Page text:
Today’s reminder of how much attitudes toward concussions have changed in the NFL comes from former Giants tight end Mark Bavarro, who offered up a memory of a teammate who continued playing and won a game after suffering a concussion.
Matt Bahr, the Giants kicker who led his team to Super Bowl XXV with five field goals in a 15-13 victory in the NFC Championship Game after the 1990 season, made his 42-yarder as time expired after suffering a concussion earlier in the game. Bavarro recalled that Bahr wasn’t all there as he staggered onto the field for the game’s final play.
“Matt Bahr, when he kicked the winning field goal against San Francisco in 1990, I don’t think he knew where he was,” Bavaro told reporters today, via the Star-Ledger. “He’d tackled somebody on a kickoff return earlier in the game and he was kind of out of it. [Giants long snapper] Steve DeOssie had to kind of, actually, guide him on the field and line it up. But you know, that was regular stuff back then. Matt was a great guy, a tough guy, and we certainly appreciated him coming out and doing that for us. But I don’t think that stuff happens today.”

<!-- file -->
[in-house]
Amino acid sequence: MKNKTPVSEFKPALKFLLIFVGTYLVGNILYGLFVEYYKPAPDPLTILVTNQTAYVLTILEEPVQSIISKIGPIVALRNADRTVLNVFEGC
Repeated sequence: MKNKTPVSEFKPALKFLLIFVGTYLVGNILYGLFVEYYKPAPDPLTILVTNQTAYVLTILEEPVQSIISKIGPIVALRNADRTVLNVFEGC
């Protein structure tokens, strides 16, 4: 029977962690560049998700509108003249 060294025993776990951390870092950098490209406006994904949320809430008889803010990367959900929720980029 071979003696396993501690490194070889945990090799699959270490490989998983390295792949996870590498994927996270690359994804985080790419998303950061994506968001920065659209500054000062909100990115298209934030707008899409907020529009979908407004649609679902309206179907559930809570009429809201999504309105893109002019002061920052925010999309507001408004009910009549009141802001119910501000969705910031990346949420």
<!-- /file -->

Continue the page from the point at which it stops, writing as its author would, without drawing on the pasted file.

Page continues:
DeOssie has told a similar story in the past, including for the book The Most Memorable Games in Giants History: The Oral History of a Legendary Team.
“Matt had had to make a tackle or two in that game on kickoffs and his head was ringing,” DeOssie said. “He might’ve had a concussion or something. He wasn’t completely of sound mind. When they called the timeout to kind of slow him down at the last field goal, I came up to him and he was a little woozy because of the kickoff tackle that he made.”
In 1990, the idea that a player would be held out — with the Super Bowl on the line — just because of a concussion was unthinkable. When NFL Commissioner Roger Goodell talks about the need to change the culture, he’s talking about some of the great moments in NFL history like Bahr’s kick, one that under today’s concussion standards he never would have been allowed to make.